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Development. 1993 Aug;118(4):1063-75.

Loss of Hox-A1 (Hox-1.6) function results in the reorganization of the murine hindbrain.

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  • 1Howard Hughes Medical Institute, Department of Human Genetics, University of Utah School of Medicine, Salt Lake City 84112.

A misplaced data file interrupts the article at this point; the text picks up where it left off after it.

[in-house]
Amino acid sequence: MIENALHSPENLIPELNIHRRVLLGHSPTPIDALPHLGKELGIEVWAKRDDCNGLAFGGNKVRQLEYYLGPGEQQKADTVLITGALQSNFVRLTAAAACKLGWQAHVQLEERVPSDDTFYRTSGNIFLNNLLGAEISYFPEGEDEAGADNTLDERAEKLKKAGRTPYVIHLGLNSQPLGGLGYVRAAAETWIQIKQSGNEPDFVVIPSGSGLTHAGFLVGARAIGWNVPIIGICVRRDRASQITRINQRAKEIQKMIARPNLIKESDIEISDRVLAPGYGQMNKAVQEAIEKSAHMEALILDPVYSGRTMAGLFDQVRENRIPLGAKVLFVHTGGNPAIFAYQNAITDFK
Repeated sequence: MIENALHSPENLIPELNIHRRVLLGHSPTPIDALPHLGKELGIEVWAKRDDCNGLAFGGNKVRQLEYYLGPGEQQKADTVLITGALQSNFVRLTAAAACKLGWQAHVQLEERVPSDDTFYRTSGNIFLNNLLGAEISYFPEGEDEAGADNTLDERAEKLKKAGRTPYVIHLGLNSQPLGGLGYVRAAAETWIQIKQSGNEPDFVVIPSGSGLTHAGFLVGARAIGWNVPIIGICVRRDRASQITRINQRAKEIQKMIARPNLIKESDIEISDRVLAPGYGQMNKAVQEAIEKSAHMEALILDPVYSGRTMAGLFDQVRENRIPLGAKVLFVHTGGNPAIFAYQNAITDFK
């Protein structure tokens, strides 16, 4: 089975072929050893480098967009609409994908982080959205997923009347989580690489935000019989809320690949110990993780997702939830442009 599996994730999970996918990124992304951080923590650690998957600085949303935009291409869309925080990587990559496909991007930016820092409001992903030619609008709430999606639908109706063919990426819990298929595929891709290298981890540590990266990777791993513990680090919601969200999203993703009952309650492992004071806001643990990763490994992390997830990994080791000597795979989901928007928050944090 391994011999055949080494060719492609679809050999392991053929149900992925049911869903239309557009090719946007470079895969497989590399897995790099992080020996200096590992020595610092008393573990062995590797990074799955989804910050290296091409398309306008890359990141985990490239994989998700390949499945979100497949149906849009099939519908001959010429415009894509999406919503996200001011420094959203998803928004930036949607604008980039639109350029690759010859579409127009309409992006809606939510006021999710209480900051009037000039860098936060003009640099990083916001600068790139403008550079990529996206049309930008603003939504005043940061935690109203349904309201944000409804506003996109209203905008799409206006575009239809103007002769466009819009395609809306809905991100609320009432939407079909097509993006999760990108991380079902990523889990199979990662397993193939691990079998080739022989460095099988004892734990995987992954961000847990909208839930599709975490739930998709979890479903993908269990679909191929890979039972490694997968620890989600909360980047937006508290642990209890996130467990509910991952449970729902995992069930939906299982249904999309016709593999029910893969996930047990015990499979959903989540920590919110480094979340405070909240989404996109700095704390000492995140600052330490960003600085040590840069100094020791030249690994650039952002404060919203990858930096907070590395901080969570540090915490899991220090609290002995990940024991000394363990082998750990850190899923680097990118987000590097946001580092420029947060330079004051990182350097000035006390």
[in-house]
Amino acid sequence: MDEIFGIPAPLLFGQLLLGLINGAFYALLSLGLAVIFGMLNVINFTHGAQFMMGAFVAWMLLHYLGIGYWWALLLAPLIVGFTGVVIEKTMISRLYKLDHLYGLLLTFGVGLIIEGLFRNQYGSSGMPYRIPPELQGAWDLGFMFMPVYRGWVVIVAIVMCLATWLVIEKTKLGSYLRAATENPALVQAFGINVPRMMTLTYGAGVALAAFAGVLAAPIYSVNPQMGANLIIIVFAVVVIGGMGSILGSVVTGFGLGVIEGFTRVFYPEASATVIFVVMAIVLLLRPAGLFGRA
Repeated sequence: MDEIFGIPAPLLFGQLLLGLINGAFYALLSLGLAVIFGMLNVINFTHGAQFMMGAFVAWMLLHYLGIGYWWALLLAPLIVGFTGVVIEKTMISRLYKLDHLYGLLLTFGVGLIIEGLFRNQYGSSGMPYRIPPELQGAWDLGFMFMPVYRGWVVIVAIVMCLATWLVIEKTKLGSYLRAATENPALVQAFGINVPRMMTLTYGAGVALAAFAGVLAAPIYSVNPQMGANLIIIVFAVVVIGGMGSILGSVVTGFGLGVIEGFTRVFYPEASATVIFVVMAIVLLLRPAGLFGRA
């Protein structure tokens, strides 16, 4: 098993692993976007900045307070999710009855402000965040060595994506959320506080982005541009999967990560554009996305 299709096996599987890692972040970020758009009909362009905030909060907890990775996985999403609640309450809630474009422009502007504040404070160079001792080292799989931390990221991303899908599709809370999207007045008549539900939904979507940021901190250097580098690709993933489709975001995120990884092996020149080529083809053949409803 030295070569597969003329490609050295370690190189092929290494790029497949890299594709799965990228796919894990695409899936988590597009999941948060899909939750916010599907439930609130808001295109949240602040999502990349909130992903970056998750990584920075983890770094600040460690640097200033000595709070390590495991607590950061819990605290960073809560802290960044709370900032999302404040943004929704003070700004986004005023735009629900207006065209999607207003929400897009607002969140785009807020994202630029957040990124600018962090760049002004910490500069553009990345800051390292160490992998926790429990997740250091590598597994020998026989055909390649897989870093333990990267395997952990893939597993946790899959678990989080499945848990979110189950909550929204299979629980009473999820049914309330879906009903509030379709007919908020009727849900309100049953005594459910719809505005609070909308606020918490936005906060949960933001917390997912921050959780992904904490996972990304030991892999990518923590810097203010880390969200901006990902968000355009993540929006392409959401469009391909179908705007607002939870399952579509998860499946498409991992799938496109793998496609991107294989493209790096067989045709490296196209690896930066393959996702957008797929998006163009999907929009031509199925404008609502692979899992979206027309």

Targeted disruption of the murine hox-A1 gene results in severe defects in the formation of the hindbrain and associated cranial ganglia and nerves. Carbocyanine dye injections were used to trace afferent and efferent projections to and from the hindbrain in hox-A1-/hox-A1- mutant mice. Defects were observed in the position of efferent neurons in the hindbrain and in their projection patterns. In situ hybridization was used to analyze the transcription pattern of genes expressed within specific rhombomeres. Krox-20, int-2 (fgf-3), and hox-B1 all display aberrant patterns of expression in hox-A1- mutant embryos. The observed morphological and molecular defects suggest that there are changes in the formation of the hindbrain extending from rhombomere 3 through rhombomere 8 including the absence of rhombomere 5. Also, motor neurons identified by their axon projection patterns which would normally be present in the missing rhombomere appear to be respecified to or migrate into adjacent rhombomeres, suggesting a role for hox-A1 in the specification of cell identity and/or cell migration in the hindbrain.

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